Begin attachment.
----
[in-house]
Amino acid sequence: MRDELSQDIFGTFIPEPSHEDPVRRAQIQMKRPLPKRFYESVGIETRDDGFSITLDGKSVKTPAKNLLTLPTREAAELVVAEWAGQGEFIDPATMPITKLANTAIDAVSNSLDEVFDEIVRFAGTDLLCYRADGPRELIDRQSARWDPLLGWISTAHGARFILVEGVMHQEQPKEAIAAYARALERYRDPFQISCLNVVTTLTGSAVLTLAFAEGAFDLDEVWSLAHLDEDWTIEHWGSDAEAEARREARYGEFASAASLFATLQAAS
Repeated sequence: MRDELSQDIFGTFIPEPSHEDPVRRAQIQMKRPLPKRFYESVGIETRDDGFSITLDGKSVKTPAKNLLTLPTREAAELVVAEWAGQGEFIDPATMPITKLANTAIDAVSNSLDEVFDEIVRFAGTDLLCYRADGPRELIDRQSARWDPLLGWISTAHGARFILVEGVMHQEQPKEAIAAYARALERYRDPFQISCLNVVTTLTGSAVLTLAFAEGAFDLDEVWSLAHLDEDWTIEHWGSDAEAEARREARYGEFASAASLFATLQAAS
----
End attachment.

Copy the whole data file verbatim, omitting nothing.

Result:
[in-house]
Amino acid sequence: MRDELSQDIFGTFIPEPSHEDPVRRAQIQMKRPLPKRFYESVGIETRDDGFSITLDGKSVKTPAKNLLTLPTREAAELVVAEWAGQGEFIDPATMPITKLANTAIDAVSNSLDEVFDEIVRFAGTDLLCYRADGPRELIDRQSARWDPLLGWISTAHGARFILVEGVMHQEQPKEAIAAYARALERYRDPFQISCLNVVTTLTGSAVLTLAFAEGAFDLDEVWSLAHLDEDWTIEHWGSDAEAEARREARYGEFASAASLFATLQAAS
Repeated sequence: MRDELSQDIFGTFIPEPSHEDPVRRAQIQMKRPLPKRFYESVGIETRDDGFSITLDGKSVKTPAKNLLTLPTREAAELVVAEWAGQGEFIDPATMPITKLANTAIDAVSNSLDEVFDEIVRFAGTDLLCYRADGPRELIDRQSARWDPLLGWISTAHGARFILVEGVMHQEQPKEAIAAYARALERYRDPFQISCLNVVTTLTGSAVLTLAFAEGAFDLDEVWSLAHLDEDWTIEHWGSDAEAEARREARYGEFASAASLFATLQAAS